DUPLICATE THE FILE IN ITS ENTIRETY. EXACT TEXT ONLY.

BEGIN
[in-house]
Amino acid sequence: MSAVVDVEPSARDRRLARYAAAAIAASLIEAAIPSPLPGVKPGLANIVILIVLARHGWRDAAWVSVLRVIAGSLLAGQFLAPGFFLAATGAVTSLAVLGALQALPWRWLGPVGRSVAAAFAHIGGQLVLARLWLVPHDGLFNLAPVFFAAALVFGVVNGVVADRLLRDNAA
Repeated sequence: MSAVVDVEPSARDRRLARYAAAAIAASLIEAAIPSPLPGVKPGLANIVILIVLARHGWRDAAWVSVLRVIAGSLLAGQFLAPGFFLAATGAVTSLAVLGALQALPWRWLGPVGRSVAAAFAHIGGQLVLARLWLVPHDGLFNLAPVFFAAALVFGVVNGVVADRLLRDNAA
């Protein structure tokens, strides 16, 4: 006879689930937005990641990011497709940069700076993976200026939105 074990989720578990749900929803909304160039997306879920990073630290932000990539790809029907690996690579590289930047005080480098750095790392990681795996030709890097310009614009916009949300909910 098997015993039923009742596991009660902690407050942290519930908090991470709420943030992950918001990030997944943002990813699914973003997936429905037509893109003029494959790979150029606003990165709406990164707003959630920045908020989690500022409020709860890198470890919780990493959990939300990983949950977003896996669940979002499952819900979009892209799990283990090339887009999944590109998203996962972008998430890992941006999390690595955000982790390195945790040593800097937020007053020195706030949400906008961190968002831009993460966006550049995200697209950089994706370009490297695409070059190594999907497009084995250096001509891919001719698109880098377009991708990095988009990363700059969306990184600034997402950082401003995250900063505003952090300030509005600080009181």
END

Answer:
[in-house]
Amino acid sequence: MSAVVDVEPSARDRRLARYAAAAIAASLIEAAIPSPLPGVKPGLANIVILIVLARHGWRDAAWVSVLRVIAGSLLAGQFLAPGFFLAATGAVTSLAVLGALQALPWRWLGPVGRSVAAAFAHIGGQLVLARLWLVPHDGLFNLAPVFFAAALVFGVVNGVVADRLLRDNAA
Repeated sequence: MSAVVDVEPSARDRRLARYAAAAIAASLIEAAIPSPLPGVKPGLANIVILIVLARHGWRDAAWVSVLRVIAGSLLAGQFLAPGFFLAATGAVTSLAVLGALQALPWRWLGPVGRSVAAAFAHIGGQLVLARLWLVPHDGLFNLAPVFFAAALVFGVVNGVVADRLLRDNAA
């Protein structure tokens, strides 16, 4: 006879689930937005990641990011497709940069700076993976200026939105 074990989720578990749900929803909304160039997306879920990073630290932000990539790809029907690996690579590289930047005080480098750095790392990681795996030709890097310009614009916009949300909910 098997015993039923009742596991009660902690407050942290519930908090991470709420943030992950918001990030997944943002990813699914973003997936429905037509893109003029494959790979150029606003990165709406990164707003959630920045908020989690500022409020709860890198470890919780990493959990939300990983949950977003896996669940979002499952819900979009892209799990283990090339887009999944590109998203996962972008998430890992941006999390690595955000982790390195945790040593800097937020007053020195706030949400906008961190968002831009993460966006550049995200697209950089994706370009490297695409070059190594999907497009084995250096001509891919001719698109880098377009991708990095988009990363700059969306990184600034997402950082401003995250900063505003952090300030509005600080009181």